It’s 7:00 pm.
I take the baby and lock us in the master bedroom with strict commands to the rest of the family, including the cat, to leave me and the baby alone. No hugs goodnight (I’ll take care of those later), no asking permission for anything, no cute story telling. Nothing. Don’t even tell me if the house is on fire. I will smell it, thankyouverymuch.
I arrange my pillows just-so, grab my phone, and settle in to nurse the baby. Lydia and Daddy are making a lot of noise in the hall and I wince while holding my breath until I am sure the baby is not distracted. I want to send a message to those pals in the hall that their noise is not appreciated, but I know if I make a sound, I will be spending the next 20 minutes in an intensive session of alligator wrestling training — with my 9 1/2-month-old as the ferocious alligator twisting her body in impressive ways to get a visual of the source of all that racket.
It’s been a long day.
All I want to do is zone out by reading celebrity gossip and checking facebook updates on my phone.
Then I look down at the serene baby who is miraculously undisturbed by the commotion in the hall. She is studying me with her serious eyes. I feel a need to tell her something.
I set my phone on the bed, pull her even closer, and sing her a song about Jesus. When I finish that lullaby, there is another one waiting in the wings and I allow it to take its turn floating through the air. I discover there is an entire ensemble of lullabies behind the curtains, each cast member ready and eager to take center stage.
My husband breaks the cardinal rule of nighttime nursing and enters the room. The baby notices, the alligator wrestling commences, but I am not mad (this time). I see her toothy smile upside down as she bends her body to see her daddy on the other side of the room.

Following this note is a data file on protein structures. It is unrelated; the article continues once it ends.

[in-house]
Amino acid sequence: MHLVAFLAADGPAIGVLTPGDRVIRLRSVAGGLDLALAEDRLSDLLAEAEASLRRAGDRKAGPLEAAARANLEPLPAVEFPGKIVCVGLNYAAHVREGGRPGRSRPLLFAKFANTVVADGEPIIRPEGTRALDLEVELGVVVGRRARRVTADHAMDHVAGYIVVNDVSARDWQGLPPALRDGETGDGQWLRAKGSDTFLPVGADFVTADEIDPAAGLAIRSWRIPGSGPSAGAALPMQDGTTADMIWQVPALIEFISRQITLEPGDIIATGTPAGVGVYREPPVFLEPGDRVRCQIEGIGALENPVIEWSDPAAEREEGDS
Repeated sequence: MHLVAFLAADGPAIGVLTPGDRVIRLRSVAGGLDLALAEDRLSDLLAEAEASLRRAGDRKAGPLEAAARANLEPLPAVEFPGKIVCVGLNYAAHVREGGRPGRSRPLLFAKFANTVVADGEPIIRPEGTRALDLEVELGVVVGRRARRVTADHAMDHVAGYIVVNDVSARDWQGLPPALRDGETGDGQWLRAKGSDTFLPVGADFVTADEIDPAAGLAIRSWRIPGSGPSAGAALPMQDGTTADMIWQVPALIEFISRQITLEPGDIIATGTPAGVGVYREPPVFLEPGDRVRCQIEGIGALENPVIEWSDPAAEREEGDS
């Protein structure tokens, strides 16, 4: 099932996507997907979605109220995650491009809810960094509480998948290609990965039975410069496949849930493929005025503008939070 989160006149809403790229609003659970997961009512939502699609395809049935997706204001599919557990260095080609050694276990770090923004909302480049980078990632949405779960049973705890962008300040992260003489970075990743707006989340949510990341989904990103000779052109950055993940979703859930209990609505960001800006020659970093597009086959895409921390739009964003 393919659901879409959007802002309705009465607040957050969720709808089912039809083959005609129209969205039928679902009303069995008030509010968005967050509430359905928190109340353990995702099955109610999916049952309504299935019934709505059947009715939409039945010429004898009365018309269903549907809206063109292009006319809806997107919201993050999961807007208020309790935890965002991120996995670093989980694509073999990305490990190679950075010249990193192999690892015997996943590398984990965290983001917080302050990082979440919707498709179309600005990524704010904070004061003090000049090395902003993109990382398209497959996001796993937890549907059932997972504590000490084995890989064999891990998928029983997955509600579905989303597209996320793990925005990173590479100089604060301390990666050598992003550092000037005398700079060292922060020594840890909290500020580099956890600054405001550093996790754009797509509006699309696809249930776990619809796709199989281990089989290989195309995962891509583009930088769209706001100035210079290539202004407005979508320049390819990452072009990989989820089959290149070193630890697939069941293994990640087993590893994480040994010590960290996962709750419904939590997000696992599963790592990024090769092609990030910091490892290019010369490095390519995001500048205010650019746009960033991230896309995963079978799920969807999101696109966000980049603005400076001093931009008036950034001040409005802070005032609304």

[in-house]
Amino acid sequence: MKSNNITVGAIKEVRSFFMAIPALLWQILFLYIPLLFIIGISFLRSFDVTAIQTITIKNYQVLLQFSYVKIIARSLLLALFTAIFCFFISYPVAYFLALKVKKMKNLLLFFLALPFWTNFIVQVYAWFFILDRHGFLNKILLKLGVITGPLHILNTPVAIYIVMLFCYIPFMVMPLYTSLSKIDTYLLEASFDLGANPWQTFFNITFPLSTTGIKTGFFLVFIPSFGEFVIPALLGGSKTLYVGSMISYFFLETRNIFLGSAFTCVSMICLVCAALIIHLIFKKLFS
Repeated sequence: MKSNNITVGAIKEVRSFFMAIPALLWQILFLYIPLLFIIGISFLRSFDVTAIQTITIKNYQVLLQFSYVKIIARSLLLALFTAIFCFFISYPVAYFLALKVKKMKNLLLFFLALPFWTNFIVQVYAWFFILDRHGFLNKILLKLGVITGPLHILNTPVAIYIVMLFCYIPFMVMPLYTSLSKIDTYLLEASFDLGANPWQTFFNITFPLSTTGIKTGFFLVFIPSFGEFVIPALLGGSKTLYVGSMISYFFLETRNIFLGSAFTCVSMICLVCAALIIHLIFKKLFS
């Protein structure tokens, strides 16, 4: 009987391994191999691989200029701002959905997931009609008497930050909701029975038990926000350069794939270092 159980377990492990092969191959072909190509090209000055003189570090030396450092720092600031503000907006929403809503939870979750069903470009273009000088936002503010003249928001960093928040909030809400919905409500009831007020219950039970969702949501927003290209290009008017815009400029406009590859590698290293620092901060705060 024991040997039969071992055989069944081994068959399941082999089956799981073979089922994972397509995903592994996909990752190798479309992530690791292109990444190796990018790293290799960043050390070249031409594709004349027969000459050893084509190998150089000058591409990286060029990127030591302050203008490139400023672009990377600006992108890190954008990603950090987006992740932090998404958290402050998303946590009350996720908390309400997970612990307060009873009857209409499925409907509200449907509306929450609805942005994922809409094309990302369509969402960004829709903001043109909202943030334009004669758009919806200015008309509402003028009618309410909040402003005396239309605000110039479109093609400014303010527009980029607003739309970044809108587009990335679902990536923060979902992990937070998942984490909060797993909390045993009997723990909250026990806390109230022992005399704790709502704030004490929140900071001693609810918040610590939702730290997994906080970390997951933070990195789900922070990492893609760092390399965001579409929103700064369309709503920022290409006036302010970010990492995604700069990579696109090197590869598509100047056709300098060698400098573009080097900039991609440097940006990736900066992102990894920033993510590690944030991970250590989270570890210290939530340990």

He sees it too, and swoops in to deliver a deluge of kisses to her face, each kiss bringing a bigger smile and a louder giggle. When he pulls away, the smile remains but the laughter stops. She stares in his direction and makes one distinct grunt. He obeys her command and covers her face once again. She plays the same grunting game, and he complies.
I regretfully shoo him from the room so I can finish nursing. She sits up and forces her finger in my mouth — it’s another of her games, and while I don’t particularly enjoy the invasion, I love the giggles that result, so I play along and make the silly faces she adores.
The minutes tick by and I decide to get down to business. We alligator wrestle until she is peacefully nursing once more. When she is done, I take her to her room and, still relishing in the glow of lullabies, sing her half a dozen more. She rests her head peacefully on my shoulder until I lay her in the crib.
I tiptoe from the room and visit her sister where we snuggle and talk about the best and worst parts of the day. She protests loudly when I try to leave and I silently think how relieved I am she still loves me in spite of all the rotten moments of the day.
Once I am able to pry myself from her grasp, I hear the baby crying through the wall.
“Oh, Emma’s crying Mama,” Lydia tells me with concern. “You better go help her.”
And so I do. Tonight, I have an army of lullabies on my side.